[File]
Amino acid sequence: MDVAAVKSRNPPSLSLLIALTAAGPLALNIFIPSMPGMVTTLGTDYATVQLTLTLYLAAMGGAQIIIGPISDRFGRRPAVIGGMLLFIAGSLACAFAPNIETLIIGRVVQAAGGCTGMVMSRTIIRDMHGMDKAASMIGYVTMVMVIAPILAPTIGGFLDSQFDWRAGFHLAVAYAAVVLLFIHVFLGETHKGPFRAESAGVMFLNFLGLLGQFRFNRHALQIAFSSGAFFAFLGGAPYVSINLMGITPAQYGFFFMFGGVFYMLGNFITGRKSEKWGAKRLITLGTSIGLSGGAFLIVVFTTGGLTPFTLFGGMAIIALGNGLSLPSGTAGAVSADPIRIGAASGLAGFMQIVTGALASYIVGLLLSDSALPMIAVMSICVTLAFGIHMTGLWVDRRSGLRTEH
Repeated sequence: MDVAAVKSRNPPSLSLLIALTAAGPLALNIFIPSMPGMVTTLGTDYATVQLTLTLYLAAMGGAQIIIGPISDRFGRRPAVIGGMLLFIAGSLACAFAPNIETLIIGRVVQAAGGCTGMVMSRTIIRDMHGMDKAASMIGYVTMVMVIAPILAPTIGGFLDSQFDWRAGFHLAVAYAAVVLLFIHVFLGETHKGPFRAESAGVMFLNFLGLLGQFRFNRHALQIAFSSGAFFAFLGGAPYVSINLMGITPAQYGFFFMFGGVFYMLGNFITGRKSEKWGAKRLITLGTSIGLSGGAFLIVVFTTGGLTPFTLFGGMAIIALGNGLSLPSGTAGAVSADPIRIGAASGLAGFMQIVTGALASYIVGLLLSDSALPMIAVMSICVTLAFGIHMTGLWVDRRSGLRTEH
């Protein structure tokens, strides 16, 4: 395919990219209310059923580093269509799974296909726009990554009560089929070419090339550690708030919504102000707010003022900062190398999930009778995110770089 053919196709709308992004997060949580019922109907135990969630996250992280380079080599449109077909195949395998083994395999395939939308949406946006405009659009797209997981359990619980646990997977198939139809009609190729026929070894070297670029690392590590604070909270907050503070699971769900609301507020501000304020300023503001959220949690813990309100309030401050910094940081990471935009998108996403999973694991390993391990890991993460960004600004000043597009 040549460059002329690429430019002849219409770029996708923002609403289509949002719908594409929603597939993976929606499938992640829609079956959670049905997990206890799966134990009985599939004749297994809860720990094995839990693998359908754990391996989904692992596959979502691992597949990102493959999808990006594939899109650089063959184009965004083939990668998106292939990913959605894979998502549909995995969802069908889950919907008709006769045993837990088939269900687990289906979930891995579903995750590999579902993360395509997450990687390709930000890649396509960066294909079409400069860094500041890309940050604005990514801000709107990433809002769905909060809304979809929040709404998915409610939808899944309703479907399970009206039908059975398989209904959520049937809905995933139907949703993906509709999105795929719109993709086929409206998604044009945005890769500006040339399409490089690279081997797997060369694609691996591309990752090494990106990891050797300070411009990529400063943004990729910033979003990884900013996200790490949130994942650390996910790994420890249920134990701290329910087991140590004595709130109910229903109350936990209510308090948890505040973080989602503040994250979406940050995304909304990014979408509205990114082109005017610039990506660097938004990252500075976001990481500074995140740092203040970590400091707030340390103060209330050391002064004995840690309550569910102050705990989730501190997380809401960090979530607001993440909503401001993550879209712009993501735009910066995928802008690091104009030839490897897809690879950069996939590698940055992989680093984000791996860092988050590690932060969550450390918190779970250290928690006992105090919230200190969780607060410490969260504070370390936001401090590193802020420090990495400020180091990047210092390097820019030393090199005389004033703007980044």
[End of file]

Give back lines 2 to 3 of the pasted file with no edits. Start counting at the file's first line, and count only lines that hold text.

Repeated sequence: MDVAAVKSRNPPSLSLLIALTAAGPLALNIFIPSMPGMVTTLGTDYATVQLTLTLYLAAMGGAQIIIGPISDRFGRRPAVIGGMLLFIAGSLACAFAPNIETLIIGRVVQAAGGCTGMVMSRTIIRDMHGMDKAASMIGYVTMVMVIAPILAPTIGGFLDSQFDWRAGFHLAVAYAAVVLLFIHVFLGETHKGPFRAESAGVMFLNFLGLLGQFRFNRHALQIAFSSGAFFAFLGGAPYVSINLMGITPAQYGFFFMFGGVFYMLGNFITGRKSEKWGAKRLITLGTSIGLSGGAFLIVVFTTGGLTPFTLFGGMAIIALGNGLSLPSGTAGAVSADPIRIGAASGLAGFMQIVTGALASYIVGLLLSDSALPMIAVMSICVTLAFGIHMTGLWVDRRSGLRTEH
């Protein structure tokens, strides 16, 4: 395919990219209310059923580093269509799974296909726009990554009560089929070419090339550690708030919504102000707010003022900062190398999930009778995110770089 053919196709709308992004997060949580019922109907135990969630996250992280380079080599449109077909195949395998083994395999395939939308949406946006405009659009797209997981359990619980646990997977198939139809009609190729026929070894070297670029690392590590604070909270907050503070699971769900609301507020501000304020300023503001959220949690813990309100309030401050910094940081990471935009998108996403999973694991390993391990890991993460960004600004000043597009 040549460059002329690429430019002849219409770029996708923002609403289509949002719908594409929603597939993976929606499938992640829609079956959670049905997990206890799966134990009985599939004749297994809860720990094995839990693998359908754990391996989904692992596959979502691992597949990102493959999808990006594939899109650089063959184009965004083939990668998106292939990913959605894979998502549909995995969802069908889950919907008709006769045993837990088939269900687990289906979930891995579903995750590999579902993360395509997450990687390709930000890649396509960066294909079409400069860094500041890309940050604005990514801000709107990433809002769905909060809304979809929040709404998915409610939808899944309703479907399970009206039908059975398989209904959520049937809905995933139907949703993906509709999105795929719109993709086929409206998604044009945005890769500006040339399409490089690279081997797997060369694609691996591309990752090494990106990891050797300070411009990529400063943004990729910033979003990884900013996200790490949130994942650390996910790994420890249920134990701290329910087991140590004595709130109910229903109350936990209510308090948890505040973080989602503040994250979406940050995304909304990014979408509205990114082109005017610039990506660097938004990252500075976001990481500074995140740092203040970590400091707030340390103060209330050391002064004995840690309550569910102050705990989730501190997380809401960090979530607001993440909503401001993550879209712009993501735009910066995928802008690091104009030839490897897809690879950069996939590698940055992989680093984000791996860092988050590690932060969550450390918190779970250290928690006992105090919230200190969780607060410490969260504070370390936001401090590193802020420090990495400020180091990047210092390097820019030393090199005389004033703007980044």